Although Microsoft is staying mum about Windows 8 tablet sales, research firm Strategy Analytics has some slightly encouraging news.
In the first quarter of 2013, Windows 8 and RT devices accounted for 7.5 percent of the tablet market, with 3 million units shipped. That’s up from 0 percent a year earlier, before Windows-based tablets were feasible.
Granted, 7.5 percent of the market isn’t a huge number.
In a statement to CNet, Strategy Analytics analyst Neil Shah referred to the Windows tablet market as a “niche,” set back by “limited distribution, a shortage of top tier apps, and confusion in the market.” Clearly, Microsoft still has work to do.
But it’s also not a terrible number considering what the composition of the tablet market.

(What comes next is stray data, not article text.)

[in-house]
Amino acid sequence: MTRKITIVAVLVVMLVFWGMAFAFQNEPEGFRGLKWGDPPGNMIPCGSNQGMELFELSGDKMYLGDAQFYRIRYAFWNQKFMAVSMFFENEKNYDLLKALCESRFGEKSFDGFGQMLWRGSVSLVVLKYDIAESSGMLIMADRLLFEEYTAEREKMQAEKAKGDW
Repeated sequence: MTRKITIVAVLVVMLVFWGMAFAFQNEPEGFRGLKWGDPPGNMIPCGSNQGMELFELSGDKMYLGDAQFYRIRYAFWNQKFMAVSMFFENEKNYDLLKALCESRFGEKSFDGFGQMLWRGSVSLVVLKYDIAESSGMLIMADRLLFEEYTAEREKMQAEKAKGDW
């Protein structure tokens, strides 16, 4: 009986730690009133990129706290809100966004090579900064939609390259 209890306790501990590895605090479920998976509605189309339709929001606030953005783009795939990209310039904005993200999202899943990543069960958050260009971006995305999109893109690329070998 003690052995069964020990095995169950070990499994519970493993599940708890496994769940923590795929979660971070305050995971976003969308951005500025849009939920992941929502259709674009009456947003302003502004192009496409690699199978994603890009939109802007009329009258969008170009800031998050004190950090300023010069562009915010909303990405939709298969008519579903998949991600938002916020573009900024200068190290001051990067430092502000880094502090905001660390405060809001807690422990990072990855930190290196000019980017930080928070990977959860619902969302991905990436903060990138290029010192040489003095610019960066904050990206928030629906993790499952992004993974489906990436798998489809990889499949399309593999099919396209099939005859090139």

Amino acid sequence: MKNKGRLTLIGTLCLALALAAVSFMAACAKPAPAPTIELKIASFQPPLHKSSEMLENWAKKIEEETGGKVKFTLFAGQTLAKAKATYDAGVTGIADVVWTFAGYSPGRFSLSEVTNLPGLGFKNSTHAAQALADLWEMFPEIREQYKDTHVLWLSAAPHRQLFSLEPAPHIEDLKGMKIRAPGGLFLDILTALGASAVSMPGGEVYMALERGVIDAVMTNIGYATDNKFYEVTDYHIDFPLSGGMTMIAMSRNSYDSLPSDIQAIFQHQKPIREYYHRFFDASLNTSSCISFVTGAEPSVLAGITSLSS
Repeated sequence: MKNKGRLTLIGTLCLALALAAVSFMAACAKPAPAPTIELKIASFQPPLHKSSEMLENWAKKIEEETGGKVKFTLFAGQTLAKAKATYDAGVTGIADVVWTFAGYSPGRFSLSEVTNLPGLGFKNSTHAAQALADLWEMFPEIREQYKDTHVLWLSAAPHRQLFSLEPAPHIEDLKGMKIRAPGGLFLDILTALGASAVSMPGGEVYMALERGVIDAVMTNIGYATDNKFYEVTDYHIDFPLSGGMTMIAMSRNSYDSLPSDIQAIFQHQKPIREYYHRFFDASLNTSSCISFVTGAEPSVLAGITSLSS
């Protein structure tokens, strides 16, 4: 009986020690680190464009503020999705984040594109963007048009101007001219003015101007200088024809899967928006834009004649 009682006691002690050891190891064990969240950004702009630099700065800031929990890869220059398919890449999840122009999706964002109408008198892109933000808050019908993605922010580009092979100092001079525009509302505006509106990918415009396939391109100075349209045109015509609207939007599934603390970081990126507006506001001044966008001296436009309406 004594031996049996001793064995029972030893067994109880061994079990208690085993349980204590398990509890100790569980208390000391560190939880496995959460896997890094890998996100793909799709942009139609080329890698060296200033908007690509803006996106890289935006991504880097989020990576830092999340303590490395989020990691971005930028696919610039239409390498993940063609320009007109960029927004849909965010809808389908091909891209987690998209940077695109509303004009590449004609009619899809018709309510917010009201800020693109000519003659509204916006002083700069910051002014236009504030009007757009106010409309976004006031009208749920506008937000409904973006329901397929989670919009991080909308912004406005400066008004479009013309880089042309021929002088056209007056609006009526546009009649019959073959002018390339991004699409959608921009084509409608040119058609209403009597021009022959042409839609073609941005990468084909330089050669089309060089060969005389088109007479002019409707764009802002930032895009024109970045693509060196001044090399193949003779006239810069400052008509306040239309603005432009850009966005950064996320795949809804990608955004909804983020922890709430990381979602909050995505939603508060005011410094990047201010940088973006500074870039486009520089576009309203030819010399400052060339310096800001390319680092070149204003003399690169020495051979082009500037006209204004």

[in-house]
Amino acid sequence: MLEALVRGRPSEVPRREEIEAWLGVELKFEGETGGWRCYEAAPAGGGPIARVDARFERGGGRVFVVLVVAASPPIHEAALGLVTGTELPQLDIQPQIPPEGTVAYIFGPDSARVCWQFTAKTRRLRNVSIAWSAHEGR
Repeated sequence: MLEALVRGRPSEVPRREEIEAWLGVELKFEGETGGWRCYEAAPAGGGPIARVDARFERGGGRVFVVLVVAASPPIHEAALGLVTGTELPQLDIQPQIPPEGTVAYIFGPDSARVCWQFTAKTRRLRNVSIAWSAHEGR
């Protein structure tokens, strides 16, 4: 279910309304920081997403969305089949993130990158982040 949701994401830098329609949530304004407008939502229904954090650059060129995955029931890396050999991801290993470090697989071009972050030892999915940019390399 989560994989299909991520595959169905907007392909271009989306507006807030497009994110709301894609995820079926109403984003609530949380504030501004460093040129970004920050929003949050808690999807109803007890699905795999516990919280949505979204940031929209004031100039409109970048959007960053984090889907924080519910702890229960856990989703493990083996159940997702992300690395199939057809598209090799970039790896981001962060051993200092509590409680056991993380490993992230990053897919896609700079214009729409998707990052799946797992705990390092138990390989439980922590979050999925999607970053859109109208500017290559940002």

Android now accounts for 43.4 percent of the market according to Strategy Analytics, but the vast majority of those tablets are small, low-cost devices such as Amazon’s Kindle Fire, Barnes & Noble’s Nook tablets, and Google’s Nexus 7.
That leaves the large tablet market, in which Apple’s full-sized iPad is the only real competition.
Apple sold 19.5 million iPads in the first quarter—that includes both the regular iPad and the iPad Mini, but the exact sales split isn’t clear—while Windows tablet makers shipped 3 million units. Things get a little tricky here because Strategy Analytics is comparing end-user sales to shipments, but it still looks like a decent first effort for Microsoft’s operating system.
To be clear, the numbers aren’t anything for Microsoft to brag about, which may explain why the company isn’t doing any bragging. But as an answer to the larger tablet market and declining PC sales, Windows 8 is off to a decent start.
Jared Newman has been helping folks make sense of technology for over a decade, writing for PCWorld, TechHive, and elsewhere. He also publishes two newsletters, Advisorator for straightforward tech advice and Cord Cutter Weekly for saving money on TV service.